Illinois Science Council & the Chicago Public Library present
(photo credit: Rose Lincoln/Harvard Staff Photographer)
Lisa Randall, PhD
Harvard University physicist
Discussing her new book:
“DARK MATTER AND THE DINOSAURS:
The Astounding Interconnectedness of the Universe"
Lisa Randall, PhD, studies theoretical particle physics and cosmology at Harvard University where she is Frank B. Baird, Jr., Professor of Science. A member of the National Academy of Sciences, the American Philosophical Society, and the American Academy of Arts and Sciences, Randall is the recipient of many awards and honorary degrees. Professor Randall was included in Time Magazine's “100 Most Influential People” of 2007, was among Esquire Magazine's “75 Most Influential People of the 21st Century.” Professor Randall's two books, Warped Passages (2005) and Knocking on Heaven’s Door (2011) were New York Times 100 Most Influential Books. Her ebook, Higgs Discovery: The Power of Empty Space, was published in 2012.
In Dark Matter and the Dinosaurs (Ecco; on-sale Oct 27, 2015), Lisa Randall tells a breathtaking story that weaves together the cosmos’ history and our own, illuminating the deep relationships that are critical to our world — and the astonishing beauty inherent in the most familiar things. “Dark matter” and “dinosaurs” might sound like an unusual pairing. This book explores a speculative scenario in which a disk of dark matter — the elusive stuff in the universe that interacts through gravity like ordinary matter, but that doesn’t emit or absorb light, dislodged a comet from the Oort cloud that was ultimately responsible for the dinosaurs’ extinction. Working through the background and consequences that led to this proposal, Randall teaches us an enormous amount—both established and speculative—about dark matter, our Universe, our galaxy, asteroids, and comets, and the process by which scientists explore new concepts. Many people are fascinated by the idea of a multiverse—other universes not within our reach. But at least as fascinating are the many hidden worlds, both biological and physical, that we do have a chance to explore and understand. Dark Matter and the Dinosaurs teaches us about known structure in the Universe and the Solar System, speculates further about possible missing elements, and illustrates the importance of preserving the elements on Earth—so long in the making—that are vital to our existence.
This program is free and first come, first served for seating in the Cindy Pritzker Auditorium (385 max). There will be additional seating in adjacent rooms with a simulcast.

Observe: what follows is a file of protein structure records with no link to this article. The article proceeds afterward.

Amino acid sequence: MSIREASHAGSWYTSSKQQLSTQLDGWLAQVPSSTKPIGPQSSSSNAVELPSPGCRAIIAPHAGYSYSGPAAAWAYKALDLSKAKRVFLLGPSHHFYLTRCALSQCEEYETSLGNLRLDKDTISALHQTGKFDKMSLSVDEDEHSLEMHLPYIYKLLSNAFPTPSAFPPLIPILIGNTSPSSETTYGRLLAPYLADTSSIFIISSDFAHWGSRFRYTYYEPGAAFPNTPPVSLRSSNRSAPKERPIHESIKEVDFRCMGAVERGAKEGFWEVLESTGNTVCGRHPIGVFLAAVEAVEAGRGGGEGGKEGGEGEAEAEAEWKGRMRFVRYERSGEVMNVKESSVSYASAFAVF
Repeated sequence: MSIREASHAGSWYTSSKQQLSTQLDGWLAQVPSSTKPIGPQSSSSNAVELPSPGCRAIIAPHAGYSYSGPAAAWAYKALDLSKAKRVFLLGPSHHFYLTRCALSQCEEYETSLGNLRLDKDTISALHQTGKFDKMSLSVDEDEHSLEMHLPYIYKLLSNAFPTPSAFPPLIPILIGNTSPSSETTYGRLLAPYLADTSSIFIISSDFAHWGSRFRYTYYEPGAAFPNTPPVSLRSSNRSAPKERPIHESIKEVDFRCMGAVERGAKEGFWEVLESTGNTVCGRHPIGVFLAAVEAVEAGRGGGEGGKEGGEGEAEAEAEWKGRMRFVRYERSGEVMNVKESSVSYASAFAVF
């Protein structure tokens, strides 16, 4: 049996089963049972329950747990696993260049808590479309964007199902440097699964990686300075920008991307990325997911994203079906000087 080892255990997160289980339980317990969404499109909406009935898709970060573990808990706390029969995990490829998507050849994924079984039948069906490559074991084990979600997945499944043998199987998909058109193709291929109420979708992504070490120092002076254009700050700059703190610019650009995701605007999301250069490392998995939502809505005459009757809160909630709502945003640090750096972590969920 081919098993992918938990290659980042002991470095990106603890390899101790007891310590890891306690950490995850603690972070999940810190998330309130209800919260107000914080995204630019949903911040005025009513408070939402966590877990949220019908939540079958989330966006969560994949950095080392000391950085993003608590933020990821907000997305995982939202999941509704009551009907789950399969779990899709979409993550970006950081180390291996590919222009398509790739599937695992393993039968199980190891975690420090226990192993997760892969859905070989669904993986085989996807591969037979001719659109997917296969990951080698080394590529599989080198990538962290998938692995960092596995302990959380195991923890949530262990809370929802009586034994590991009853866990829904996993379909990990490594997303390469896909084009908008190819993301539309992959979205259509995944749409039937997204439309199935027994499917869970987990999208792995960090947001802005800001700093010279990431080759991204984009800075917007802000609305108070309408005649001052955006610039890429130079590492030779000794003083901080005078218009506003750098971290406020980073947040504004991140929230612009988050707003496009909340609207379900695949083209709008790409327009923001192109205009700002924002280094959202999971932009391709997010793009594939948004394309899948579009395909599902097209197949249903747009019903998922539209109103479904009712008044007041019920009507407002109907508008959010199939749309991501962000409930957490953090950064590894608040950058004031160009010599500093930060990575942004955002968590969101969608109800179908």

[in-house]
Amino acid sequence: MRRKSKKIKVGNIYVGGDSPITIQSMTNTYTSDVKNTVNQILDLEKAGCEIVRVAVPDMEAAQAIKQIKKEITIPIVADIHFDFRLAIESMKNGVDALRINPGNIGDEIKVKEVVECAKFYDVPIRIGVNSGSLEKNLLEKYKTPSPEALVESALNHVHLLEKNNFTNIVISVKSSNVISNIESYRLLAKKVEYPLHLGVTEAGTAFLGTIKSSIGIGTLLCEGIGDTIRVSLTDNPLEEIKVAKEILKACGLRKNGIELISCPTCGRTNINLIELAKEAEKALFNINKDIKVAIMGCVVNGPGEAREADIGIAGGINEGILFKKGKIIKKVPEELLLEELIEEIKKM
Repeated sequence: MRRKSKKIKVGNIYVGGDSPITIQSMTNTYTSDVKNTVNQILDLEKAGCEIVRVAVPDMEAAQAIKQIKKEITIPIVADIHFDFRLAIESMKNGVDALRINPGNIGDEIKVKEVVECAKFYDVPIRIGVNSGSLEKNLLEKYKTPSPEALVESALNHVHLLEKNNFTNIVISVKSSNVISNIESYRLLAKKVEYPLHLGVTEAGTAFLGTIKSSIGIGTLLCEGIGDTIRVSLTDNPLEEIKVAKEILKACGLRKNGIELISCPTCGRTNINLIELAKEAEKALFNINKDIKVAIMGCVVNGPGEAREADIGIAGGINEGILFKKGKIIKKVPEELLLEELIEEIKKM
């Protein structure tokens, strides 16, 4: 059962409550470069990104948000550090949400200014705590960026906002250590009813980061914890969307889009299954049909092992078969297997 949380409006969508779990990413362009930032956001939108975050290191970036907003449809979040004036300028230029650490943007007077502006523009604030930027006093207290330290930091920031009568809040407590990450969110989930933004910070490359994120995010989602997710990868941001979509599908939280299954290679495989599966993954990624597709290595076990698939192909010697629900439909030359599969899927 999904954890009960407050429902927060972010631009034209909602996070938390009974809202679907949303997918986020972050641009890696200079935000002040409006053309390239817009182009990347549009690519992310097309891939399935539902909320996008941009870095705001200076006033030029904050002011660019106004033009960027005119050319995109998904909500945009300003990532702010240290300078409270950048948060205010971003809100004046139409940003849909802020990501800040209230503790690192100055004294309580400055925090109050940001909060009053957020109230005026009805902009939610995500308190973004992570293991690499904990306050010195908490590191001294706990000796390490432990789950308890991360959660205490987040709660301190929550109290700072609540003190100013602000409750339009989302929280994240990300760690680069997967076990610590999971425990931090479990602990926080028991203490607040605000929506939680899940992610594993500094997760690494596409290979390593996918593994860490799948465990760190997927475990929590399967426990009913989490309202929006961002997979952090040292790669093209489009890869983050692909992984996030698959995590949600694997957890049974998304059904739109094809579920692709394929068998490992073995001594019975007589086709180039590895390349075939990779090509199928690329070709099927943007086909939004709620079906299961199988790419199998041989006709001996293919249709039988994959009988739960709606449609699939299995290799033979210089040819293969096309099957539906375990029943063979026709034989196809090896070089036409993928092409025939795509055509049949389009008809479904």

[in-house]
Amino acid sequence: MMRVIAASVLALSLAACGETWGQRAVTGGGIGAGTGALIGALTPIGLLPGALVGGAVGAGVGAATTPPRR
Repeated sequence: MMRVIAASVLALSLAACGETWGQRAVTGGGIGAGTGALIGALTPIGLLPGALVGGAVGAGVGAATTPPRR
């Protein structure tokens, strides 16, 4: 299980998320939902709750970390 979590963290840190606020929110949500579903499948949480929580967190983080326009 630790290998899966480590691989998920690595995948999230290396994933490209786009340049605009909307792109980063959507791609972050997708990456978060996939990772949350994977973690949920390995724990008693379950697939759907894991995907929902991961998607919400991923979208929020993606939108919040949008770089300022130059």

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Illinois Science Council
Illinois Science Council ("ISC") is an independent 501c3 organization that engages, educates, and entertains the adult public about science, technology, engineering and math in our everyday lives. We showcase the scientists and research of those Chicago-area institutions and companies that make Chicago our nation's true "City of Science." ISC serves as the science & tech complement to the region's arts & culture offerings.
We are inspired and motivated by this Carl Sagan quote: “The brain is like a muscle. When it is in use we feel very good. Understanding is joyous." Sagan also observed, "We live in a society that is exquisitely dependent upon science and technology in which hardly anyone understands anything about science and technology." ISC is certainly working to change that.
ISC explores all areas of science and technology and we do it with a fun, non-stuffy approach. We don't care what's been forgotten since school (or never learned in the first place). It's simply about continuing to exercise our inexhaustible human sense of curiosity. We create engaging programs open to the public (aimed at adults and accessible to teens) such as hands on chemistry (Chemistry of... Beer, Chocolate, Coffee, Honey, etc), panel discussions on science subjects in the news (Your Brain on Happiness, on Creativity, on Addiction, on Exercise, etc.), author talks, film screenings ("The Atom Smashers"), and more.